Macd. The king hath happily received, Macbeth, The news of thy success: and, when he reads Thy personal venture in the rebels' fight, His wonders and his praises do contend, Which should be thine or his: Silenced with that, In viewing o'er the rest o' the self-same day, He finds thee in the stout Norweyan ranks, Nothing afeard of what thyself didst make, Strange images of death. As thick as tale, Came post with post; and every one did bear Thy praises in his kingdom's great defence, And pour'd them down before him.

Len. We are sent

To give thee, from our royal master, thanks;
Only to herald thee into his sight,

Not pay thee.

Macd. And, for an earnest of a greater honour, He bade me, from him, call thee thane of Cawdor: In which addition, hail, most worthy thane ! For it is thine.

Ban. What! can the devil speak true?

Macb. The thane of Cawdor lives; why do you dress me

In borrow'd robes?

Macd. Who was the thane, lives yet;
But under heavy judgment bears that life,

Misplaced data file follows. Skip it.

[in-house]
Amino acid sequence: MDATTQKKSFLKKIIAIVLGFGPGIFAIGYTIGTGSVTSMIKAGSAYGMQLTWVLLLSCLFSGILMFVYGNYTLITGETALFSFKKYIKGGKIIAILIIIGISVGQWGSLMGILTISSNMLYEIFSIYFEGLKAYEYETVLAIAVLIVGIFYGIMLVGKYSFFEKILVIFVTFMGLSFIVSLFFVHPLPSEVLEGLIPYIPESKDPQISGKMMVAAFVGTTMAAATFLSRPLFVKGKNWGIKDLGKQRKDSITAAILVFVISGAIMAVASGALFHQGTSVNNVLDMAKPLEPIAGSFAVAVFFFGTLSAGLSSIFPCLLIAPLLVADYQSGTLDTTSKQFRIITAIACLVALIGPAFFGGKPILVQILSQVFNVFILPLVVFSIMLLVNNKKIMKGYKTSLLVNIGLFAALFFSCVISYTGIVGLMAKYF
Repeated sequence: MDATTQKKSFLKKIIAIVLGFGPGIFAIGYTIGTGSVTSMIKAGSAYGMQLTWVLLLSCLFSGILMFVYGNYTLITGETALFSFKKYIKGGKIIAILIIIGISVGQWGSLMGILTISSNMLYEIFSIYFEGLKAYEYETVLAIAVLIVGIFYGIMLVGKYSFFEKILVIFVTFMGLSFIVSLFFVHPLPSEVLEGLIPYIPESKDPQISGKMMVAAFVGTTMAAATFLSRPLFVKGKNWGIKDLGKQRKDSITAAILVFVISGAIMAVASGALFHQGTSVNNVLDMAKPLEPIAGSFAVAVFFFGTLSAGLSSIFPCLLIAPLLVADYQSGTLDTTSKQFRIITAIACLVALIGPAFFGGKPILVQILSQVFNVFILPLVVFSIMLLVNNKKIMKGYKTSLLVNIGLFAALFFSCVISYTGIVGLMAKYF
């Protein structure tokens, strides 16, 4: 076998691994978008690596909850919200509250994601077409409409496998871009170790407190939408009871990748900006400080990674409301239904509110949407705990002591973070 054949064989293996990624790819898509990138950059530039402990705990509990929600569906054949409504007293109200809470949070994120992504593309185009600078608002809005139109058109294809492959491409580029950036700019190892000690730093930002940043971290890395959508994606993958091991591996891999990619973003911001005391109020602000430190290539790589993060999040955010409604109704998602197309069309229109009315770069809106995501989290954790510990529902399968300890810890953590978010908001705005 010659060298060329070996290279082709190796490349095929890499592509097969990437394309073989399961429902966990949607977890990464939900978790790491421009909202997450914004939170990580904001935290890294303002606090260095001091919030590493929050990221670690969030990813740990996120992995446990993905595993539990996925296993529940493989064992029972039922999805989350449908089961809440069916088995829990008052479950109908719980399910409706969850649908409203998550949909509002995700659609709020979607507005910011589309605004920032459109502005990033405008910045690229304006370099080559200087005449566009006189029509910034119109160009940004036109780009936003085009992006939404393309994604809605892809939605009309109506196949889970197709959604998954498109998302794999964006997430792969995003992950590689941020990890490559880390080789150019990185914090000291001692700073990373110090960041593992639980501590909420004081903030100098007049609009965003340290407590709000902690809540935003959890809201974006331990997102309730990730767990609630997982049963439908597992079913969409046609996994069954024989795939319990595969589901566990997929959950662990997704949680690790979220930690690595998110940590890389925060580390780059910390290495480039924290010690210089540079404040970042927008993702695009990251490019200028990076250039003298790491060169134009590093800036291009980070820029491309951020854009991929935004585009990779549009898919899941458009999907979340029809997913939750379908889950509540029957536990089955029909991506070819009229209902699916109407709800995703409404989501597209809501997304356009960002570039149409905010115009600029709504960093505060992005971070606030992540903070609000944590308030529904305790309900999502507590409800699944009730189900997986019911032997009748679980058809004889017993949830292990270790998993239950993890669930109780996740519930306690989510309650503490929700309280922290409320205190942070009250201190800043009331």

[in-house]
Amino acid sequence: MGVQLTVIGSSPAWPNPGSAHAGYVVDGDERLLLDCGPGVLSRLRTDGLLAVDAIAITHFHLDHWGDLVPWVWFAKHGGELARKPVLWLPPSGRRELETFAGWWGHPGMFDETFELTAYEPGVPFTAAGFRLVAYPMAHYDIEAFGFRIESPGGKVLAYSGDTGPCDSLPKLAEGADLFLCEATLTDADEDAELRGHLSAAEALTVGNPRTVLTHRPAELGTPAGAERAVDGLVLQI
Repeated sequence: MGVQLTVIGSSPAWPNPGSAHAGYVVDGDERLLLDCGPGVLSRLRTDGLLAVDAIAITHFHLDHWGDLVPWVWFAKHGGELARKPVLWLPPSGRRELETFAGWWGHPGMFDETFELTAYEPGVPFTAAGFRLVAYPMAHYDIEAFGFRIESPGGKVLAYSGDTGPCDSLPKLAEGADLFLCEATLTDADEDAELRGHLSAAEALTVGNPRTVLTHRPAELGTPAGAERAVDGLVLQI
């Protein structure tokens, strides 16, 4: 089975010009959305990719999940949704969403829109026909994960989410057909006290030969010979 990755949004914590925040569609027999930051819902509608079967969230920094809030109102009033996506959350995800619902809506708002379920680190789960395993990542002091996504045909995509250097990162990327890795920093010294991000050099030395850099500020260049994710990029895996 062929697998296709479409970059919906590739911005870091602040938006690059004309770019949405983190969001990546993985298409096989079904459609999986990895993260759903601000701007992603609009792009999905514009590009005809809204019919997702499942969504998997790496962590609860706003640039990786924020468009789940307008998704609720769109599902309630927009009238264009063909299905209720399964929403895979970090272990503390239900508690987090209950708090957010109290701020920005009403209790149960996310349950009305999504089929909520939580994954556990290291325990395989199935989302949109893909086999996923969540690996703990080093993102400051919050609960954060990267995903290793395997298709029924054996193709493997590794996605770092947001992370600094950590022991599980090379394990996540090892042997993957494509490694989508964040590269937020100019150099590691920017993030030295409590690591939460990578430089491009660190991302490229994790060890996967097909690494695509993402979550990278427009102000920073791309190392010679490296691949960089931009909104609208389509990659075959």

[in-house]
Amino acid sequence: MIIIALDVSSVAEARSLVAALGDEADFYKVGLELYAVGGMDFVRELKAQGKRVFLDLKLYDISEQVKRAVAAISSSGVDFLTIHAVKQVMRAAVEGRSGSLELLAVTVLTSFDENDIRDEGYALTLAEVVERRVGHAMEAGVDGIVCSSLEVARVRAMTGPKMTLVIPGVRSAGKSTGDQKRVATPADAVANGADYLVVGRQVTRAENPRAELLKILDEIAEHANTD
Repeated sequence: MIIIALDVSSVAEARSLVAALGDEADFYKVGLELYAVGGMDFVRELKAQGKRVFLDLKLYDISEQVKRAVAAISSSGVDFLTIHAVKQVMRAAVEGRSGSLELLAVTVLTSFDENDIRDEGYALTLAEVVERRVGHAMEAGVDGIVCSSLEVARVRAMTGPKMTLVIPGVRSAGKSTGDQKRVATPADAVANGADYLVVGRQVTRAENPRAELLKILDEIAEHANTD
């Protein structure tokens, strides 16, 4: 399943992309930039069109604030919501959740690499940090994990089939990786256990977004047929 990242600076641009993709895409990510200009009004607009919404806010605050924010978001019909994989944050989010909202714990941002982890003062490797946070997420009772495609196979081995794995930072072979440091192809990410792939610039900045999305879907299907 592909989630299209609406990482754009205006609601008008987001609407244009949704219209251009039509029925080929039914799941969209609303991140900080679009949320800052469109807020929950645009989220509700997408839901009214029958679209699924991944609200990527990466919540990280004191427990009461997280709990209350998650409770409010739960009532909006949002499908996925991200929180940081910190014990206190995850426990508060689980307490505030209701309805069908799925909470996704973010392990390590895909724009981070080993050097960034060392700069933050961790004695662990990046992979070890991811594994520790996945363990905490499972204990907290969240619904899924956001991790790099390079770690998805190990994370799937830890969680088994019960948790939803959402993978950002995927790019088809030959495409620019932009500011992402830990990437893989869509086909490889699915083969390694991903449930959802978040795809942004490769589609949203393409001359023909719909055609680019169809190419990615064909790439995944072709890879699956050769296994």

Which he deserves to lose;

For treasons capital, confess'd, and proved,
Have overthrown him.

Macb. Glamis, and thane of Cawdor:

The greatest is behind.-Thanks for your pains.Do you not hope your children shall be kings, When those, that gave the thane of Cawdor to me, Promised no less to them?

Ban. That, trusted home,

Might yet enkindle

you unto the crown,

Besides the thane of Cawdor. But, 'tis strange :
And oftentimes, to win us to our harm,

The instruments of darkness tell us truths;

Win us with honest trifles to betray us

Indeepest consequence.-Cousins, a word, I pray you. Macb. Two truths are told,

As happy prologues to the swelling act

Of the imperial theme. I thank you, gentlemen.— This supernatural soliciting

Cannot be ill; cannot be good.-If ill,

Why hath it given me earnest of success,
Commencing in a truth? I am thane of Cawdor:
If good, why do I yield to that suggestion
Whose horrid image doth unfix my hair,
And make my seated heart knock at my ribs,
Against the use of nature? Present fears
Are less than horrible imaginings :

My thought, whose murder yet is but fantastical,
Shakes so my single state of man, that function